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    Table 1.1 time taken to fulfill 10 oscillations in a simple harmonic motion using different masses.

Graph 1.1 time taken for different masses to perform 10 oscillationsimage00.png

B. The same oscillating mass but different spring constant.

Spring constant



 Mean value (sec)

























Table 1.2 time taken for a mass of 100g to complete 10 oscillations using different springs with different spring constants.

  Graph 1.2 time taken for 0.1 kg mass to complete 10 oscillations using different spring constants


Discussion: - all vibrating system undergoes the same motion repeatedly. Oscillations are very common phenomena in all areas of physics. And this experiment deals with a very special periodic oscillation called simple harmonic motion (SHM). There are different types of simple harmonic motions. This experiment focuses on a simple harmonic motion with a mass at the end of a vertical spring. In order to say that a motion is a simple harmonic motion it must fulfill two things. First, there must be a fixed equilibrium position and secondly when the mass is moved away from the equilibrium the acceleration of the particle must be proportional to the amount of the displacement and opposite in direction.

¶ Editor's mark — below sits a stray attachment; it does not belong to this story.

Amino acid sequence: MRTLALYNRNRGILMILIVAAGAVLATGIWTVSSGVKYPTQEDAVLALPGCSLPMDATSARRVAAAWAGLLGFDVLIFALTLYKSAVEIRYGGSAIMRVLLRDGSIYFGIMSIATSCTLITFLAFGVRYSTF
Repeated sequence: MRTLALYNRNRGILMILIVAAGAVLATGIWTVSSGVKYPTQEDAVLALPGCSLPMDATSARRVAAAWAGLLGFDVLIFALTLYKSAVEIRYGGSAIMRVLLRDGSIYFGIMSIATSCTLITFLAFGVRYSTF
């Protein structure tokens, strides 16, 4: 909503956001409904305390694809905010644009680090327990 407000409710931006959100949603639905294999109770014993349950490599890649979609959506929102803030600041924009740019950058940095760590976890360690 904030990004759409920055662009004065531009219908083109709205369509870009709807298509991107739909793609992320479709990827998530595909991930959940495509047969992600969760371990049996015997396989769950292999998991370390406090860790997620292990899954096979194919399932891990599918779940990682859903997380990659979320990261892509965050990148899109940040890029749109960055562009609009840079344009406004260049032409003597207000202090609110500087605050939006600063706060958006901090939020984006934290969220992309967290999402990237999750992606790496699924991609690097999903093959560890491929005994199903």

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image02.pngimage02.png………………………….hook’s law where f is force

                                                                                                                                          K is spring constant

                                                                                                                                          X is displacement

From this, the spring constant can be written as-

image03.pngimage03.png ………………………………………………… equation one

By attaching an object of mass 0.1 kg, the force on the spring will be 1 N because the weight of the object is one. Then by subtracting the difference in length of the spring after 0.1 kg mass was attached X can be found. By applying equation one K can be calculated.

Spring (No)

Displacement (X) without mass attached (cm)

Displacement (X) with mass attached (cm)

Difference (cm)

Value of spring constant(K) (Nm-1) by applying Eq. one





















Table 1.3 spring constant (K) values for springs used in this experiment.

Conclusion: - it can be concluded that by increasing the mass the time taken (period) to complete oscillations will increase. On the other hand, having the same mass and thereby increasing the spring constant (K) decreases the time taken (period).

Limitations: - when the spring is attached to the stand, there is no way to make sure that it stays linear all the time. In addition, the number of oscillations can be missed as they are counted.

Improvements: - a video camera with high resolution can be used to count the number of oscillations. Side supports can be used to keep the spring linear.